Polycom is the dominant supplier in the H.320 and H.323 Videoconferencing market. Polycom bought out its main rival, PictureTel, about a year ago and has subsumed PictureTel's products into its own lines. The only other serious supplier in the market seems to be Sony, although its products aren't due for release for another few months.

H.320 is the (proprietary) standard for sharing video, audio and data over ISDN (digital telephone lines) for videoconferencing. H.323 is another (again proprietary) standard for videoconferencing using the Internet rather than ISDN. The University has two PictureTel systems that can be used with either standard, as can most commercially available "appliance" (as opposed to computer-based) videoconferencing systems.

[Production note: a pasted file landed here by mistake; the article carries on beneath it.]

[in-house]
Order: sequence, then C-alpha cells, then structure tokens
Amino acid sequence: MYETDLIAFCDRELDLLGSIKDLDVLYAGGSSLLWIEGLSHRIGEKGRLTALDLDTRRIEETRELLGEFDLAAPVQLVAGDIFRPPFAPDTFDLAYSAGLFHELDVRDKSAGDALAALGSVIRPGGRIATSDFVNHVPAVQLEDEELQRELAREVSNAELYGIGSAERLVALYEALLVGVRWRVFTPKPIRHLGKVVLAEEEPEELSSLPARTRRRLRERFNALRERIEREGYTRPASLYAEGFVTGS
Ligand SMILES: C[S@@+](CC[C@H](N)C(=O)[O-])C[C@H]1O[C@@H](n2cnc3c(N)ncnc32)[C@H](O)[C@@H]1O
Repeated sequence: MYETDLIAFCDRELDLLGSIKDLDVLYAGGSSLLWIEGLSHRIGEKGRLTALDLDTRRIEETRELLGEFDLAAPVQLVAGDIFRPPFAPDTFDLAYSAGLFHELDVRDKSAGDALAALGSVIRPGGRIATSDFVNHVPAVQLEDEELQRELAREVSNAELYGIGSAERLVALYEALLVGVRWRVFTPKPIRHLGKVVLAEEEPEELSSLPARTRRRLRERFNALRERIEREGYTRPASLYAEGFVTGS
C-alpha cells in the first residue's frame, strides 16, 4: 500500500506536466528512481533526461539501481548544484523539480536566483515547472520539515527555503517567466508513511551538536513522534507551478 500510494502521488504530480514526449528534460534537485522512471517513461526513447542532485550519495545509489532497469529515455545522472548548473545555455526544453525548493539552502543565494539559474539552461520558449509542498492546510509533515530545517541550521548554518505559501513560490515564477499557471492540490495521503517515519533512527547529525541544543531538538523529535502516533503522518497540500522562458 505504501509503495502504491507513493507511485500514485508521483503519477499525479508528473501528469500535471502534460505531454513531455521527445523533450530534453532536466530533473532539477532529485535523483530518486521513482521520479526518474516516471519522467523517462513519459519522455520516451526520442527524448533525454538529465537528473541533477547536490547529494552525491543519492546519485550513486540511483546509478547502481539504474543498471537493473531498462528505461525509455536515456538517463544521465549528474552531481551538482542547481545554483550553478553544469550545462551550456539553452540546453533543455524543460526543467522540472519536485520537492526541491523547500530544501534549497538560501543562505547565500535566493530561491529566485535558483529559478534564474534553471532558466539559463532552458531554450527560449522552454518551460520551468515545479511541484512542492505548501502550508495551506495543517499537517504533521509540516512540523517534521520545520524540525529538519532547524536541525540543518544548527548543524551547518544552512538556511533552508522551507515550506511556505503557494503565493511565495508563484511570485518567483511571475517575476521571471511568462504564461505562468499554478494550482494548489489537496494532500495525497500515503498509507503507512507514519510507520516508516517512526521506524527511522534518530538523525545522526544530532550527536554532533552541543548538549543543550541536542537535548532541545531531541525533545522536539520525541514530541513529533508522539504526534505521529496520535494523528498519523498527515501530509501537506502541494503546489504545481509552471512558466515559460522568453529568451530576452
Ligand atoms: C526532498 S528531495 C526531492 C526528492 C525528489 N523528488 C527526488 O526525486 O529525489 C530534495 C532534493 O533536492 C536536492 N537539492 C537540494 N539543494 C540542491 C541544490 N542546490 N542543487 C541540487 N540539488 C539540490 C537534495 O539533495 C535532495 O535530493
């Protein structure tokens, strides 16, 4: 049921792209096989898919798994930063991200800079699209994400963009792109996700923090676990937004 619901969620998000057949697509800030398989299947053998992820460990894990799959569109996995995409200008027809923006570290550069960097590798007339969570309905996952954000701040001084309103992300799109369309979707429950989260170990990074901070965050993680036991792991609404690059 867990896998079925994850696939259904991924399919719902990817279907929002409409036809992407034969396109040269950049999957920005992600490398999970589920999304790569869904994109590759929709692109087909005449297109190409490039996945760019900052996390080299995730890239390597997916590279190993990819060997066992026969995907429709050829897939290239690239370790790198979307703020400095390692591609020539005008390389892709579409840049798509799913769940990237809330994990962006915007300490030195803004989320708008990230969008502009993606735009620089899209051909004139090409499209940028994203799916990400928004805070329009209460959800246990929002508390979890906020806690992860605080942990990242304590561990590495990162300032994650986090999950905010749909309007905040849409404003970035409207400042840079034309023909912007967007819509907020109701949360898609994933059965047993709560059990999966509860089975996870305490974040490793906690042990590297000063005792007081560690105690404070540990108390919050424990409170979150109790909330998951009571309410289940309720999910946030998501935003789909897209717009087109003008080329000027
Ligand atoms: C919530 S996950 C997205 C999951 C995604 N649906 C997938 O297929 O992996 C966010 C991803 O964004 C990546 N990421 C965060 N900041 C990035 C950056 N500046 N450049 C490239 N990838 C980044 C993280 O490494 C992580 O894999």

Executive will be involved in a demonstration videoconference using the facilities of the University during the next Executive meeting. More precise pricing details from the two major suppliers by that time.

From discussion so far it appears that videoconferencing with China will be better done using the H.323 IP standard rather than ISDN, since the IP infrastructure in China appears to be better than ISDN. IP is cheaper than ISDN, but quality can suffer. We will be doing some testing to check the reality of using the two standards.

Wireless Networking